MIT researchers have improved on a transparent, conductive coating material, producing a tenfold gain in its electrical conductivity. When incorporated into a type of high-efficiency solar cell, the material increased the cell’s efficiency and stability.
The new findings are reported today in the journal Science Advances, in a paper by MIT postdoc Meysam Heydari Gharahcheshmeh, professors Karen Gleason and Jing Kong, and three others.
“The goal is to find a material that is electrically conductive as well as transparent,” Gleason explains, which would be “useful in a range of applications, including touch screens and solar cells.” The material most widely used today for such purposes is known as ITO, for indium titanium oxide, but that material is quite brittle and can crack after a period of use, she says.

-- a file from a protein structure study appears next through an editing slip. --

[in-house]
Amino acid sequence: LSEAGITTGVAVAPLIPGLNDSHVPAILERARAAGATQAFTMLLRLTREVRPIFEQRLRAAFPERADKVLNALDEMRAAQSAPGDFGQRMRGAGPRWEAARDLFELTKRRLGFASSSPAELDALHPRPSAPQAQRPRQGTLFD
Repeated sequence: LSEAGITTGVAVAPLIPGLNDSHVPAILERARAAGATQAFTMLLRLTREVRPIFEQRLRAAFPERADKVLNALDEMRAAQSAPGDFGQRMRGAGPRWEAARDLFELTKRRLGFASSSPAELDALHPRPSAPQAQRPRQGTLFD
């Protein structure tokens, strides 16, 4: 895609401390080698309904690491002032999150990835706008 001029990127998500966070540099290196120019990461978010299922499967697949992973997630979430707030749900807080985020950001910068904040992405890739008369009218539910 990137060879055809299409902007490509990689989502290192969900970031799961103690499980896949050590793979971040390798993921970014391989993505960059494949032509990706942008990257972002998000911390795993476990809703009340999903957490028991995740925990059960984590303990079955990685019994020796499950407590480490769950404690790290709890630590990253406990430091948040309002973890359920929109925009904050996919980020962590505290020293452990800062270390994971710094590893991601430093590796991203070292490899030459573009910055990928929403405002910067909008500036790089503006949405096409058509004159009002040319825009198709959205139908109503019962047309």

Gleason and her co-researchers improved a flexible version of a transparent, conductive material two years ago and published their findings, but this material still fell well short of matching ITO’s combination of high optical transparency and electrical conductivity. The new, more ordered material, she says, is more than 10 times better than the previous version.
The combined transparency and conductivity is measured in units of Siemens per centimeter. ITO ranges from 6,000 to 10,000, and though nobody expected a new material to match those numbers, the goal of the research was to find a material that could reach at least a value of 35. The earlier publication exceeded that by demonstrating a value of 50, and the new material has leapfrogged that result, now clocking in at 3,000; the team is still working on fine-tuning the process to raise that further.
Source: “Clear, conductive coating could protect advanced solar cells, touch screens”, David L. Chandler, MIT News Office